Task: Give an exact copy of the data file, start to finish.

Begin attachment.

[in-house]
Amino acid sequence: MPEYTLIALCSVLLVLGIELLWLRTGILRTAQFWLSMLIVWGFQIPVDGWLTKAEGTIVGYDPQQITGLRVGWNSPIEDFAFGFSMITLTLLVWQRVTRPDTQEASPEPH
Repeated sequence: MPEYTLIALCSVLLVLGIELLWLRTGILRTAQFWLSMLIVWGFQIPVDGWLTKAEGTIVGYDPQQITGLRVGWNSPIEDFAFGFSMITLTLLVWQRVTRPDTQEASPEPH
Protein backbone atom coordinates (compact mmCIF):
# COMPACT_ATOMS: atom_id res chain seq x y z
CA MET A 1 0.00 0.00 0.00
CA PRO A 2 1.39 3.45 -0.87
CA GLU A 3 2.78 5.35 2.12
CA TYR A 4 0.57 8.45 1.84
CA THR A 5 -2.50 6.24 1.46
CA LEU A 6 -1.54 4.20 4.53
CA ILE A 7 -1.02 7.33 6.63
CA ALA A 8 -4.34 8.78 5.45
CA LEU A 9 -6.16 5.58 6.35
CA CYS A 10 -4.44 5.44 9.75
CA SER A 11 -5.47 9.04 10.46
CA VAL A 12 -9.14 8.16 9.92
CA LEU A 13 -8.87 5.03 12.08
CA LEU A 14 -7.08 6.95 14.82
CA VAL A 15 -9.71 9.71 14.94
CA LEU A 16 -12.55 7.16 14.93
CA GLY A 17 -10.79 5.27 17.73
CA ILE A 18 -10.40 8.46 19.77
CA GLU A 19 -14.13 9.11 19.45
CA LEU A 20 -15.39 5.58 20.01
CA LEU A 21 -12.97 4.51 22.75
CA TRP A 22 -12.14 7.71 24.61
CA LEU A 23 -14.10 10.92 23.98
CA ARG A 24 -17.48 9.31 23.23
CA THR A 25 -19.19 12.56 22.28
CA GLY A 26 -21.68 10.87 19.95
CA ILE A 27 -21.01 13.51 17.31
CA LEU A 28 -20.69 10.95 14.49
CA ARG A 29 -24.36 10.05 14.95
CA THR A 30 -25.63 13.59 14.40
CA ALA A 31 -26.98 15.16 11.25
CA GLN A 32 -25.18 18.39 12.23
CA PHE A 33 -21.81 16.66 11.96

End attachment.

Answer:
[in-house]
Amino acid sequence: MPEYTLIALCSVLLVLGIELLWLRTGILRTAQFWLSMLIVWGFQIPVDGWLTKAEGTIVGYDPQQITGLRVGWNSPIEDFAFGFSMITLTLLVWQRVTRPDTQEASPEPH
Repeated sequence: MPEYTLIALCSVLLVLGIELLWLRTGILRTAQFWLSMLIVWGFQIPVDGWLTKAEGTIVGYDPQQITGLRVGWNSPIEDFAFGFSMITLTLLVWQRVTRPDTQEASPEPH
Protein backbone atom coordinates (compact mmCIF):
# COMPACT_ATOMS: atom_id res chain seq x y z
CA MET A 1 0.00 0.00 0.00
CA PRO A 2 1.39 3.45 -0.87
CA GLU A 3 2.78 5.35 2.12
CA TYR A 4 0.57 8.45 1.84
CA THR A 5 -2.50 6.24 1.46
CA LEU A 6 -1.54 4.20 4.53
CA ILE A 7 -1.02 7.33 6.63
CA ALA A 8 -4.34 8.78 5.45
CA LEU A 9 -6.16 5.58 6.35
CA CYS A 10 -4.44 5.44 9.75
CA SER A 11 -5.47 9.04 10.46
CA VAL A 12 -9.14 8.16 9.92
CA LEU A 13 -8.87 5.03 12.08
CA LEU A 14 -7.08 6.95 14.82
CA VAL A 15 -9.71 9.71 14.94
CA LEU A 16 -12.55 7.16 14.93
CA GLY A 17 -10.79 5.27 17.73
CA ILE A 18 -10.40 8.46 19.77
CA GLU A 19 -14.13 9.11 19.45
CA LEU A 20 -15.39 5.58 20.01
CA LEU A 21 -12.97 4.51 22.75
CA TRP A 22 -12.14 7.71 24.61
CA LEU A 23 -14.10 10.92 23.98
CA ARG A 24 -17.48 9.31 23.23
CA THR A 25 -19.19 12.56 22.28
CA GLY A 26 -21.68 10.87 19.95
CA ILE A 27 -21.01 13.51 17.31
CA LEU A 28 -20.69 10.95 14.49
CA ARG A 29 -24.36 10.05 14.95
CA THR A 30 -25.63 13.59 14.40
CA ALA A 31 -26.98 15.16 11.25
CA GLN A 32 -25.18 18.39 12.23
CA PHE A 33 -21.81 16.66 11.96